A Council member will be elected from each Dzongkhag next week on 23 April
Five years ago the nation made history when it ushered in democracy that was given to the people and not forged through remnants of struggles and revolutionary upheavals. This year on the poll day for the upper house, National Council, once again people will elect their representative of choice.
After many common forum campaigns, Gewog nominations, public debates and door-to-door visits, exactly two days from today, the nation will go to polls to elect 20 councilors, one from each district, from among 67 candidates, on 23 April.
Aged between 25 and 58, the candidates, among many others comprise of former NC members, graduates, those who had contested the first council election but lost and candidates of political parties, who contested the first assembly election but failed to secure a seat.
The media, in all its forms, has been regularly following and covering the campaigns, from live broadcasts to newspaper reports to updates on social media.
Police are already beefing up security as the poll day draws closer. On April 22, from 6 pm onwards, the international borders will be sealed for 24 hours.
Assistant election officer in Samdrup Jongkhar, Tshering Sonam said preparations are in full swing. “Polling officers and presiding officers are being dispatched to their respective polling stations. Everyone will be at their stations latest by Sunday. So, we are all geared up and excited for the coming poll day,” he said.
ECB’s returning officer (RO) in Dagana Kinga Dorji said people in the Dzongkhag have better knowledge of the elections than in 2008. “There is only one candidate and he is an experienced one,” he said. Kinga Dorji also said most people are positive about their candidate. “But we cannot say anything about the poll results,” he added.
RO of Gasa Dzongkhag Dawa Penjor said most of their officials have been dispatched already since the officials need to walk for days to the polling stations.
He said the officials for Lunana will be travelling by chopper since the passes are covered by snow. “We have eight officials posted for Lunana where there will be approximately 470 voters,” Dawa said.
Dawa also said the final common forum concluded at Ramina, Lunana yesterday. “The three candidates put up a friendly atmosphere and they travelled together all the way, so we hope everything will go on smooth.”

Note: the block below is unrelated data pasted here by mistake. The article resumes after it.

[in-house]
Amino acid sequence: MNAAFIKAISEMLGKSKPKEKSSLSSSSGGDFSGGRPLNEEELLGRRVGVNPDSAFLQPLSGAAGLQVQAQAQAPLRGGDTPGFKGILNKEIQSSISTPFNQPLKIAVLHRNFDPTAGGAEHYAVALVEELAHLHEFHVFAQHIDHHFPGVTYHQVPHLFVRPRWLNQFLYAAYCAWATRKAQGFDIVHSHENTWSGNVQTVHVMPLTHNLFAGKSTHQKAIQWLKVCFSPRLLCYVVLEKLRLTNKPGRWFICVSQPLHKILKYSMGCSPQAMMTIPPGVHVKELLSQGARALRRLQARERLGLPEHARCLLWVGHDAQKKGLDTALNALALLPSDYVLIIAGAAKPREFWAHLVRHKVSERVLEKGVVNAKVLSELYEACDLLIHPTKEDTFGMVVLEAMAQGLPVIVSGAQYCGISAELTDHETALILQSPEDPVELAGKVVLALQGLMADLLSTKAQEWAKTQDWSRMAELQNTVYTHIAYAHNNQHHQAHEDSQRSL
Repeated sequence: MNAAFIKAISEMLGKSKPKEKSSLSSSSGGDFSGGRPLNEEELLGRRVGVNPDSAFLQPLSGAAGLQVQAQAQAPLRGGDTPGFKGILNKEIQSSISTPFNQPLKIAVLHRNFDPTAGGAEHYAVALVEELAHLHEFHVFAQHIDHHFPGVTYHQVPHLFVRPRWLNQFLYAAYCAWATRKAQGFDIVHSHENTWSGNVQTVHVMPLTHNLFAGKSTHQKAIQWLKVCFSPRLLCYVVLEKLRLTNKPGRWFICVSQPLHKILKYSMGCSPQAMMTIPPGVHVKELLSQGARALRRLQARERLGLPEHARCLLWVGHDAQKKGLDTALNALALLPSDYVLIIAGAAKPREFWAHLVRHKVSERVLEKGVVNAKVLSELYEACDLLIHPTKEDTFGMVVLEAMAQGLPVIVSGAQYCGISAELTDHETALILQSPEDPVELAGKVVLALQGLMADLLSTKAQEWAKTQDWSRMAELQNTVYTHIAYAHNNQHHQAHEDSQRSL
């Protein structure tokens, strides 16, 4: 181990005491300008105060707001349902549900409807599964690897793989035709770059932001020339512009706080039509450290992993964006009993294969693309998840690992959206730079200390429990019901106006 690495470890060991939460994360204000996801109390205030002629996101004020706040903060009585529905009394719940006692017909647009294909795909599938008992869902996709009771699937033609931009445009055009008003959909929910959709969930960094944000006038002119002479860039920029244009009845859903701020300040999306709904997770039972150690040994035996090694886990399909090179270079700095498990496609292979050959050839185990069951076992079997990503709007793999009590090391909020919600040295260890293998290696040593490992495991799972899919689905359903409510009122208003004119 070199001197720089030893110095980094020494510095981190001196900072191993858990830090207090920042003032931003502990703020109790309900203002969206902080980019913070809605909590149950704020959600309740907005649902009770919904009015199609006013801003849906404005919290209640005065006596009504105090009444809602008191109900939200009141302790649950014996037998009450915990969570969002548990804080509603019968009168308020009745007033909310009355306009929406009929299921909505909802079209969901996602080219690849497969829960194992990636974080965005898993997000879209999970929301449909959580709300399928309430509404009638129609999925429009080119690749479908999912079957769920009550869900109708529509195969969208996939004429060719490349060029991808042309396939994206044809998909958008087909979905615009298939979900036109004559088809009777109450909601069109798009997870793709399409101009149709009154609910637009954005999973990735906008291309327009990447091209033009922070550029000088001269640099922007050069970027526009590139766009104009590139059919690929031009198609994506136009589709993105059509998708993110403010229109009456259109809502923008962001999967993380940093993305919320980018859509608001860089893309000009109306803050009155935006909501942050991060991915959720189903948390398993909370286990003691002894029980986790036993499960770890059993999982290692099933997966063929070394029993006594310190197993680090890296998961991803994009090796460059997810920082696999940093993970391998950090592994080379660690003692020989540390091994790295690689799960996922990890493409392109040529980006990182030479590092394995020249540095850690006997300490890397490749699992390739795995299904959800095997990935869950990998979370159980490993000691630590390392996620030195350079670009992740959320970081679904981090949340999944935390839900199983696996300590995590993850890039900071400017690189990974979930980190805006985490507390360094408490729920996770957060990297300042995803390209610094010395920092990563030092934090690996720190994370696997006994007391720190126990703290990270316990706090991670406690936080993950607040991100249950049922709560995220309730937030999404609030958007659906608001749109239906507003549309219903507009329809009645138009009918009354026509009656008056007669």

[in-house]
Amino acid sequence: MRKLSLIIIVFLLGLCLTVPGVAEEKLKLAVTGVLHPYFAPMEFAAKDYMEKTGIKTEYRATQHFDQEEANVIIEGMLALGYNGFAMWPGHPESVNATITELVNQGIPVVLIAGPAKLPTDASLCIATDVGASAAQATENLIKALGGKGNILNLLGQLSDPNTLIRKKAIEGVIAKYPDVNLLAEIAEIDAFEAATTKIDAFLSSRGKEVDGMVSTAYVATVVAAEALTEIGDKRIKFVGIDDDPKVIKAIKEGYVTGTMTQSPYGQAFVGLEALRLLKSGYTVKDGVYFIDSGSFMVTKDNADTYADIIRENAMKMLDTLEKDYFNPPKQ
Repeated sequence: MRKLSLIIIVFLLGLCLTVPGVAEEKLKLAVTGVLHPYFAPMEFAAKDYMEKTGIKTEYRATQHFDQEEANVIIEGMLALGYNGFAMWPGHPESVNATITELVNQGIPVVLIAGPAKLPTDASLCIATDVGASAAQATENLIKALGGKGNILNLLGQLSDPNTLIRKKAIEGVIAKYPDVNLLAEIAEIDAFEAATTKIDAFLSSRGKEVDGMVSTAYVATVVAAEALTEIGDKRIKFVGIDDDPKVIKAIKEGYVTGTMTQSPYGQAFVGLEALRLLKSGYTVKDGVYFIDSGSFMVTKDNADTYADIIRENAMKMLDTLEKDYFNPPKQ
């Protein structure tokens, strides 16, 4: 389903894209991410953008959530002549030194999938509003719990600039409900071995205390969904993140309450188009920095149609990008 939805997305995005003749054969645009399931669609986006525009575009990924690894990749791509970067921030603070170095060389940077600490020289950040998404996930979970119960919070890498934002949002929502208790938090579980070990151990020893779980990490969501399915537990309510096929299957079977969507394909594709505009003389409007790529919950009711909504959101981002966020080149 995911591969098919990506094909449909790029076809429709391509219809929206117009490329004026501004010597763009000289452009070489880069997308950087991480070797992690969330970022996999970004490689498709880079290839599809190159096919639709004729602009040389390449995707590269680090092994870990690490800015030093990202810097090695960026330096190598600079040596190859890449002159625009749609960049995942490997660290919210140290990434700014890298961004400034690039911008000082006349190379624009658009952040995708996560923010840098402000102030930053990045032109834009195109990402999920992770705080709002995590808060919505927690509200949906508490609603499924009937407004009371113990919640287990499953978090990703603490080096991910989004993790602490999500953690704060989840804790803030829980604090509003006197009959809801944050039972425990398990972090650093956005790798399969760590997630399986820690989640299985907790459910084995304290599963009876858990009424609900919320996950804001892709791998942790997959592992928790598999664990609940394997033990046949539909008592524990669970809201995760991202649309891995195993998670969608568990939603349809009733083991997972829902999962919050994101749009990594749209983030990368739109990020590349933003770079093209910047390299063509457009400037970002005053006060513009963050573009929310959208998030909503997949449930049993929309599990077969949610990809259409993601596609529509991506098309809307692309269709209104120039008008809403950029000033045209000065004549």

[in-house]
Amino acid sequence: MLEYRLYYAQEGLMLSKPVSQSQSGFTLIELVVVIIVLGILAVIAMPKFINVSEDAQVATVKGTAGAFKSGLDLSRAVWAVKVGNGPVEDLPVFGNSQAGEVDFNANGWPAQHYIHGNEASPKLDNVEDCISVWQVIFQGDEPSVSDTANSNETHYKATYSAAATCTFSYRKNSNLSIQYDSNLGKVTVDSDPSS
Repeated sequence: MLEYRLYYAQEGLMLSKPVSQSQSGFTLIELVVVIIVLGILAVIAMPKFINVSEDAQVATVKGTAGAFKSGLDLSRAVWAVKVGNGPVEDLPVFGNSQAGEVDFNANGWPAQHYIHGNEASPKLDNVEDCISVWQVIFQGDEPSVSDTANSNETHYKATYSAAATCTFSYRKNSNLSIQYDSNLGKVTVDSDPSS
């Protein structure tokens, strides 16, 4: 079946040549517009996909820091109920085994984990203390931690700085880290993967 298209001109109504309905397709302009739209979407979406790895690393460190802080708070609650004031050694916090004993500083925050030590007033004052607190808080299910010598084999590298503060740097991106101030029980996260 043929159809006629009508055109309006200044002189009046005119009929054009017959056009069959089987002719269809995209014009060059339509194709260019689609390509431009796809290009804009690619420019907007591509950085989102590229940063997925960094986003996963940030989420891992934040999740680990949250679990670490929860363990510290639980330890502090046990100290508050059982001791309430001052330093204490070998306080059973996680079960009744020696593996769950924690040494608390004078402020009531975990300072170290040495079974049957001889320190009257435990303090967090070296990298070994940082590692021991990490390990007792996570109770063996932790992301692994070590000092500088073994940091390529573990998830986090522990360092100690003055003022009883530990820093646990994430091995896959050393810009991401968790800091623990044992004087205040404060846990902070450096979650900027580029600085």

A NC candidate from Lhuentse Dzongkhag, Tempa Dorji contesting against former NC Rinzin Rinzin said the wining chances are fifty-fifty with just two candidates. “Whoever wins the election should really benefit the people of Lhuntse,” he said.
One of the NC candidates from Sarpang Dzongkhag Dan Bahadur Mongar said “I really can’t say how people will turn up on the Election Day but people were positive during the campaign period. We never know whom they will vote for. By now, people might have already decided whom to vote.”
A candidate from the capital, Tshering Tashi said he is hopeful that the people shall make the right choice although he hasn’t finished campaigning due to limited time. “Though am not so over confident about winning, I will respect the voters choice,” he said.
The 20 elected, along with five eminent nominees, will form the national council, an apolitical institution and an integral part of the Bhutanese parliamentary system.
The candidates emerged after successfully crossing the phases ECB laid out for them. They were first nominated by their Gewogs through a selection Zomdu, followed by scrutiny of nomination papers by the commission.
Of the 67 candidates, five are women. Samtse has the highest number of candidates contesting with seven on board, while Trashigang and Dagana Dzongkhag have just one each.
The number of candidates this time is more than what the first council election saw. There were 52 candidates contesting the 20 council seats in 2008. Of the candidates, 46 were men and six were women, aged between 25 and 57. In the end, 16 men and four women were elected.